Conway Lake Beach - 1 Acre - Town Owned
- This is one of Conway's two municipal beach facilities. It is comprised of two small parcels of land adjacent to the dam at the north end of Conway Lake. The beach itself is located on the south side of Brownfield Road and provides approximately 3,500 square feet of beach area and 150 feet of water frontage. This parcel also includes a boat launch. The second parcel is located on the north side of Brownfield Road and provides 25 public parking spaces and portable toilets (seasonal).
Pine Tree School - 16 Acres - School Park
- This park is associated with Pine Tree Elementary School on Mill Street in Center Conway. It is school property administered by SAU 9, however its use is scheduled by the Parks and Recreation Department. This facility provides two little league baseball fields, a soccer field, a gymnasium with an indoor basketball court, a half basketball court and a newly constructed playground. There are 50 parking spaces and restrooms are located in the school.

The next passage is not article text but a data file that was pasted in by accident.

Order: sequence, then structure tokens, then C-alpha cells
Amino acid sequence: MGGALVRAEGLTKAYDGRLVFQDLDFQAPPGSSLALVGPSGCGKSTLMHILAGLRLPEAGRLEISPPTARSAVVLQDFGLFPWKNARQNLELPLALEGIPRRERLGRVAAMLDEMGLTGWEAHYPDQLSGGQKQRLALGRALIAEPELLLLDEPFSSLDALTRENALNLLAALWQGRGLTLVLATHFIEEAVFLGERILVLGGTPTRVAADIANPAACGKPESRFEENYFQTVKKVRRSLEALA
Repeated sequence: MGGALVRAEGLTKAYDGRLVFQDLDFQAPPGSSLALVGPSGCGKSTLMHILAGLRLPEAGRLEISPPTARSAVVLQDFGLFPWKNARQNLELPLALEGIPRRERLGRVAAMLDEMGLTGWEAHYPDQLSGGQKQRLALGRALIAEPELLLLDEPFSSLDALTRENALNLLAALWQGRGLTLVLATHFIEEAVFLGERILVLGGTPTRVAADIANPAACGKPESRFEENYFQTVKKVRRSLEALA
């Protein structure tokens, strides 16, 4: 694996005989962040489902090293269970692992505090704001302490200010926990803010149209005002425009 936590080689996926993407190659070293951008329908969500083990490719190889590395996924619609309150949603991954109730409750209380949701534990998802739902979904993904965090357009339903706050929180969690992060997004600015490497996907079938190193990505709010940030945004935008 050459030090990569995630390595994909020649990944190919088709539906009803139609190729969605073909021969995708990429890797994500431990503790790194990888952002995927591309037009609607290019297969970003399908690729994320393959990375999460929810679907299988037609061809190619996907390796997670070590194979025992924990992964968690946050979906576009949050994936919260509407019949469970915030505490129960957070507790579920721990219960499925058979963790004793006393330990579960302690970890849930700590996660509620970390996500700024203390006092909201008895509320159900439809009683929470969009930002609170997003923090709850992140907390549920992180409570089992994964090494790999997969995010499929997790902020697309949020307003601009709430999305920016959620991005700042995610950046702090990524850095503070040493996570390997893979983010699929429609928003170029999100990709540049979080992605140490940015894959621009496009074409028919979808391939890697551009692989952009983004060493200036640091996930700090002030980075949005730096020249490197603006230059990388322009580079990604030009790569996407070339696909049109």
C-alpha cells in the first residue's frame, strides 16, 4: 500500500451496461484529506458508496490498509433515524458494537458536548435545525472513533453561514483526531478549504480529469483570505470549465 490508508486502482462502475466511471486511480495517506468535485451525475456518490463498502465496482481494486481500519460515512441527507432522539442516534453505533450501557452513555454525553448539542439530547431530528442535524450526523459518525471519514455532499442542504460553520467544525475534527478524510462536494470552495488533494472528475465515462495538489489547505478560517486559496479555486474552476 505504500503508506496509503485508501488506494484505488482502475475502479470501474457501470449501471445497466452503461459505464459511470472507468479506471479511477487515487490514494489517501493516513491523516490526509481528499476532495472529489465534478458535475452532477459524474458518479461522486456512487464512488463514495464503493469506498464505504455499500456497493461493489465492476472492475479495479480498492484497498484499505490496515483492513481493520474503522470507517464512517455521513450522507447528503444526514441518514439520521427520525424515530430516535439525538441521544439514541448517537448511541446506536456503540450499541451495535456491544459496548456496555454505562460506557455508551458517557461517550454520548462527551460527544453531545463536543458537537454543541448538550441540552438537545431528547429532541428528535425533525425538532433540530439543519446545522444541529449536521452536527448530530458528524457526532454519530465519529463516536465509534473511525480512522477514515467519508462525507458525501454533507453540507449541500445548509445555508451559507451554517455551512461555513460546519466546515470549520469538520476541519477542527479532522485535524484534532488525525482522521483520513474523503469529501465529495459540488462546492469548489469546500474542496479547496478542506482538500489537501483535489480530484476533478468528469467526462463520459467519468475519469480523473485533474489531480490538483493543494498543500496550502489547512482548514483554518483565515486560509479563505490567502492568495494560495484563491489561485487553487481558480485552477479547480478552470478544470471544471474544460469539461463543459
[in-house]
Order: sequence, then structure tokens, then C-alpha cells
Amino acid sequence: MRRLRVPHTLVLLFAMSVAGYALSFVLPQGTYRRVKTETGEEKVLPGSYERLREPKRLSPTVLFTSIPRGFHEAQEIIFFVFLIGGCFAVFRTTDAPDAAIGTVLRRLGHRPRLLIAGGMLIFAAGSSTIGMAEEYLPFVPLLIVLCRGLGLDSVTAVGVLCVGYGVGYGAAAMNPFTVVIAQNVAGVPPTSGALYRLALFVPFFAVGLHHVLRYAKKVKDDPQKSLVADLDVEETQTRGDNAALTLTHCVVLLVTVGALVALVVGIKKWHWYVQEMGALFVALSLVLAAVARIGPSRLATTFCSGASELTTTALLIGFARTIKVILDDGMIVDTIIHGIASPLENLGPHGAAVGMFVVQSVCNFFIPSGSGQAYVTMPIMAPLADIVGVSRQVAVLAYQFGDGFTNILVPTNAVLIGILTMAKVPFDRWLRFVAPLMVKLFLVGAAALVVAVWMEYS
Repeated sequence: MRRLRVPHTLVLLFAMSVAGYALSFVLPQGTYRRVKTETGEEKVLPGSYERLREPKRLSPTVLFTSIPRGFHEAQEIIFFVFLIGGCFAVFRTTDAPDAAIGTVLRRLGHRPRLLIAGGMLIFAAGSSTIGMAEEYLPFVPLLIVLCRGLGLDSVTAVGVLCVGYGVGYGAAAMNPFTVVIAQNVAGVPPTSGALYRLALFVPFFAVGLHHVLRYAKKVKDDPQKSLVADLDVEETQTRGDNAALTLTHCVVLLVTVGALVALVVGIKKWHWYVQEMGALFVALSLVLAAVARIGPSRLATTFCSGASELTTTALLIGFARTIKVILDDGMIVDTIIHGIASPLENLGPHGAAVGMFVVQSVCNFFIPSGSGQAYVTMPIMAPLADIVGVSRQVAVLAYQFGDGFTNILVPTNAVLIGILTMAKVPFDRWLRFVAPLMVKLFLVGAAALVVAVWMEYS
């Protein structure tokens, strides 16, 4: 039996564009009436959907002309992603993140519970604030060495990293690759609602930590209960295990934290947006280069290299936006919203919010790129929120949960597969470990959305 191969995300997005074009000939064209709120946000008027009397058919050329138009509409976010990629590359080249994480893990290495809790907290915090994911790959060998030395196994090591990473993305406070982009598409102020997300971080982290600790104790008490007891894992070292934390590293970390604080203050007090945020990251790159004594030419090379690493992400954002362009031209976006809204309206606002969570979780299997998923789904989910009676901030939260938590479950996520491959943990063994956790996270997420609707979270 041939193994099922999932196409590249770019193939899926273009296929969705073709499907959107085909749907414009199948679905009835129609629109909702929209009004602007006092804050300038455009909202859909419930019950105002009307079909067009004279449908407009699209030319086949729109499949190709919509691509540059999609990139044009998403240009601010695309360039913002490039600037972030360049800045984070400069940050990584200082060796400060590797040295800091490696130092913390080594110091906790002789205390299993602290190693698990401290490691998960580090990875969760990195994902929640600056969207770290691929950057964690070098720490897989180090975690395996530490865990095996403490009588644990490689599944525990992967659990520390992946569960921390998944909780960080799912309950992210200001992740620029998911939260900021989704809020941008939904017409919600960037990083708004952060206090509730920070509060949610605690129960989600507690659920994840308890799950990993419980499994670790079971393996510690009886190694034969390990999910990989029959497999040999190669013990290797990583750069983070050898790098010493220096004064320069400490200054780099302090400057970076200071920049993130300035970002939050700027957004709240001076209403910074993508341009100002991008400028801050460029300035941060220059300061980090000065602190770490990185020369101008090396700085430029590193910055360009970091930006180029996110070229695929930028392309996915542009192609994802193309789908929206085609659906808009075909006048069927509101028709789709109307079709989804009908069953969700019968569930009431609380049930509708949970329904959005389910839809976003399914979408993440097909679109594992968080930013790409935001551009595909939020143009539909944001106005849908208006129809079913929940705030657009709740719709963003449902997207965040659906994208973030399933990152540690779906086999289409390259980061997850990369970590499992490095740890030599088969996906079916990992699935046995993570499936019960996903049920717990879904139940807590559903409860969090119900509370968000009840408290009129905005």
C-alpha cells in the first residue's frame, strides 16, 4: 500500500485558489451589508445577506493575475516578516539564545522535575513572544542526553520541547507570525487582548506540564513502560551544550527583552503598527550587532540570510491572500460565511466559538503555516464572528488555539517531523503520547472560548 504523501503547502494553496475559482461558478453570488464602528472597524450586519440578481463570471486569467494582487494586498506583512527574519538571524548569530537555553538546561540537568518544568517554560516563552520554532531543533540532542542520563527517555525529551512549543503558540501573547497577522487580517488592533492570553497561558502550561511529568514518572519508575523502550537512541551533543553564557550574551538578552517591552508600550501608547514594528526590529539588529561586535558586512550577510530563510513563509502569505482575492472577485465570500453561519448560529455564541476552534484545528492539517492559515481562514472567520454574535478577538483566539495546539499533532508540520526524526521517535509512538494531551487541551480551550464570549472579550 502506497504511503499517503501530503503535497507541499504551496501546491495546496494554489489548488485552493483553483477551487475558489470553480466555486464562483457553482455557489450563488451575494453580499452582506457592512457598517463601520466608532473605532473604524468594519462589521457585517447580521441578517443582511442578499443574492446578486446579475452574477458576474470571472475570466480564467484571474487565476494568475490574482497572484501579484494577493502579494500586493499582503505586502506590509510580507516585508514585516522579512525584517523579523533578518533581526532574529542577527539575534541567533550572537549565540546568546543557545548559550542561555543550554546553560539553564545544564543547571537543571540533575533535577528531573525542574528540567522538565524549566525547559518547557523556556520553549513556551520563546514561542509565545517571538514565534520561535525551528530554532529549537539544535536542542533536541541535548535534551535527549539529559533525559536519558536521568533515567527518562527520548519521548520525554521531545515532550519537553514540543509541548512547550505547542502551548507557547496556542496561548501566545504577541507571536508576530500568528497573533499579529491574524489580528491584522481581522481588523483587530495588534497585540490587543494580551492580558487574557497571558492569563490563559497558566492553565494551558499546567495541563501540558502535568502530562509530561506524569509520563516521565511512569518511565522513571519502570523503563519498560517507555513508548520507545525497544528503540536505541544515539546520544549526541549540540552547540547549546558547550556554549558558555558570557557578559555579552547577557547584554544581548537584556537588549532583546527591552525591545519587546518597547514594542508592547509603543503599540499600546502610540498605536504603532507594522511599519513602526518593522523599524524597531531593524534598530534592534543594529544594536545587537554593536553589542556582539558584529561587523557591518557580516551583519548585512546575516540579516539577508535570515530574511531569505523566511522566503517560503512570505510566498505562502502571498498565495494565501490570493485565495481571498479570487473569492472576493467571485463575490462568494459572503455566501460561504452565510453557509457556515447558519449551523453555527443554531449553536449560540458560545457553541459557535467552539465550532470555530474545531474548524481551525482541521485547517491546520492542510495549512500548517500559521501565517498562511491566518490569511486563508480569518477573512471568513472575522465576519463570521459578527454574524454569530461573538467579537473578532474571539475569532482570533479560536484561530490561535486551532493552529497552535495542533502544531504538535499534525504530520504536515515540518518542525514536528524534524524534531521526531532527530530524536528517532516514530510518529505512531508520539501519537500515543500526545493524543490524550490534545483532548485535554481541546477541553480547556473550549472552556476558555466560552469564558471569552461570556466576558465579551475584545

Mill Street Park - 0.1 Acre - Town Owned
- Mill Street Park is a tiny space at the intersection of Mill Street and East Main Street (Routes 302/113). Although it has very limited recreation potential, it does serve as a focal point for Center Conway Village.
Conway Recreation Center - 5 Acres - Town Owned
- The Conway Recreation Center includes recreation facilities, administrative space for the Parks and Recreation Department and supplemental office space. It includes a multipurpose ball field that can accommodate little league baseball, soccer, field hockey and football, a gymnasium with an indoor basketball court, an outdoor basketball court, and a playground. The site also includes an indoor gymnasium (with a basketball court), library, art room, game room, computer lab, kitchen and restrooms. There are 50 public parking spaces.
Smith-Eastman Park - 1.5 Acres - Town Owned
- This park is located on the north side of the Saco River at the old bridge site south of the Police Station on East Conway Road. It provides a picnic area along with access to the Saco River and a canoe launch. There are 20 public parking spaces and a portable toilet (seasonal).
Nasby-King Field - 4.5 Acres - Privately Owned